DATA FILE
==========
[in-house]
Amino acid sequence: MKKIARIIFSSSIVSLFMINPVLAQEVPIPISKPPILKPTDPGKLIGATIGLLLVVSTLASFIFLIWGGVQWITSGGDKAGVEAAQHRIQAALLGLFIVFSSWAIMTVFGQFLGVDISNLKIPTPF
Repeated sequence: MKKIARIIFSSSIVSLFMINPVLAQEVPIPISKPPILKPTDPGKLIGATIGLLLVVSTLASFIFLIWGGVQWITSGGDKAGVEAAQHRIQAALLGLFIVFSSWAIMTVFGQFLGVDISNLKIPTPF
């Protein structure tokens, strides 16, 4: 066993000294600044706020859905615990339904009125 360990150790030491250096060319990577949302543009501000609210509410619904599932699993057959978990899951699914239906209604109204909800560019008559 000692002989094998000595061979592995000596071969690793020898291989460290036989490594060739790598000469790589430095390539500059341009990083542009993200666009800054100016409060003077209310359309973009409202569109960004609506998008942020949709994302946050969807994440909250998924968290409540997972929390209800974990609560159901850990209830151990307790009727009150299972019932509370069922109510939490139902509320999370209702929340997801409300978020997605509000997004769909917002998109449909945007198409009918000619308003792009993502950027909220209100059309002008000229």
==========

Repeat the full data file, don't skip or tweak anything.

[in-house]
Amino acid sequence: MKKIARIIFSSSIVSLFMINPVLAQEVPIPISKPPILKPTDPGKLIGATIGLLLVVSTLASFIFLIWGGVQWITSGGDKAGVEAAQHRIQAALLGLFIVFSSWAIMTVFGQFLGVDISNLKIPTPF
Repeated sequence: MKKIARIIFSSSIVSLFMINPVLAQEVPIPISKPPILKPTDPGKLIGATIGLLLVVSTLASFIFLIWGGVQWITSGGDKAGVEAAQHRIQAALLGLFIVFSSWAIMTVFGQFLGVDISNLKIPTPF
């Protein structure tokens, strides 16, 4: 066993000294600044706020859905615990339904009125 360990150790030491250096060319990577949302543009501000609210509410619904599932699993057959978990899951699914239906209604109204909800560019008559 000692002989094998000595061979592995000596071969690793020898291989460290036989490594060739790598000469790589430095390539500059341009990083542009993200666009800054100016409060003077209310359309973009409202569109960004609506998008942020949709994302946050969807994440909250998924968290409540997972929390209800974990609560159901850990209830151990307790009727009150299972019932509370069922109510939490139902509320999370209702929340997801409300978020997605509000997004769909917002998109449909945007198409009918000619308003792009993502950027909220209100059309002008000229």